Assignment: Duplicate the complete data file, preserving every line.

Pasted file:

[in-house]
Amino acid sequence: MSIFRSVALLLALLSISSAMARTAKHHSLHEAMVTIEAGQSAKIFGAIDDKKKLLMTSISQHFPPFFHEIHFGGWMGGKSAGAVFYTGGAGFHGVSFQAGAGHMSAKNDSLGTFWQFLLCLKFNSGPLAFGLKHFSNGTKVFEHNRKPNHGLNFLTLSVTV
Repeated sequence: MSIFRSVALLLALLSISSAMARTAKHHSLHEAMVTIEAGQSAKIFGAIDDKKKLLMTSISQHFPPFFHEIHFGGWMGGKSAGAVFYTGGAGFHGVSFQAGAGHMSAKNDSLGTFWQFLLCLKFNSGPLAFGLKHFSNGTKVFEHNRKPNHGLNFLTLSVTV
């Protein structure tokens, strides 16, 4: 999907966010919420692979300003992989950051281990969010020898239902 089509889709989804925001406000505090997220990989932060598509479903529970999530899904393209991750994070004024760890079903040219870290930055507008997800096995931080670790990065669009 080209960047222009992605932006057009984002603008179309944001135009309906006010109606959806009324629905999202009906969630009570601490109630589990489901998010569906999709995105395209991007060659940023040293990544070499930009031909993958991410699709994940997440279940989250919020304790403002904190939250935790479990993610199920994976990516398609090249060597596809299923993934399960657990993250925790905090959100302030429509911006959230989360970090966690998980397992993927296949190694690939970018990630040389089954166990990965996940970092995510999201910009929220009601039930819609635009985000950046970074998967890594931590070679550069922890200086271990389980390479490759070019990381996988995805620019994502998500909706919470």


[in-house]
Amino acid sequence: MSIFRSVALLLALLSISSAMARTAKHHSLHEAMVTIEAGQSAKIFGAIDDKKKLLMTSISQHFPPFFHEIHFGGWMGGKSAGAVFYTGGAGFHGVSFQAGAGHMSAKNDSLGTFWQFLLCLKFNSGPLAFGLKHFSNGTKVFEHNRKPNHGLNFLTLSVTV
Repeated sequence: MSIFRSVALLLALLSISSAMARTAKHHSLHEAMVTIEAGQSAKIFGAIDDKKKLLMTSISQHFPPFFHEIHFGGWMGGKSAGAVFYTGGAGFHGVSFQAGAGHMSAKNDSLGTFWQFLLCLKFNSGPLAFGLKHFSNGTKVFEHNRKPNHGLNFLTLSVTV
């Protein structure tokens, strides 16, 4: 999907966010919420692979300003992989950051281990969010020898239902 089509889709989804925001406000505090997220990989932060598509479903529970999530899904393209991750994070004024760890079903040219870290930055507008997800096995931080670790990065669009 080209960047222009992605932006057009984002603008179309944001135009309906006010109606959806009324629905999202009906969630009570601490109630589990489901998010569906999709995105395209991007060659940023040293990544070499930009031909993958991410699709994940997440279940989250919020304790403002904190939250935790479990993610199920994976990516398609090249060597596809299923993934399960657990993250925790905090959100302030429509911006959230989360970090966690998980397992993927296949190694690939970018990630040389089954166990990965996940970092995510999201910009929220009601039930819609635009985000950046970074998967890594931590070679550069922890200086271990389980390479490759070019990381996988995805620019994502998500909706919470």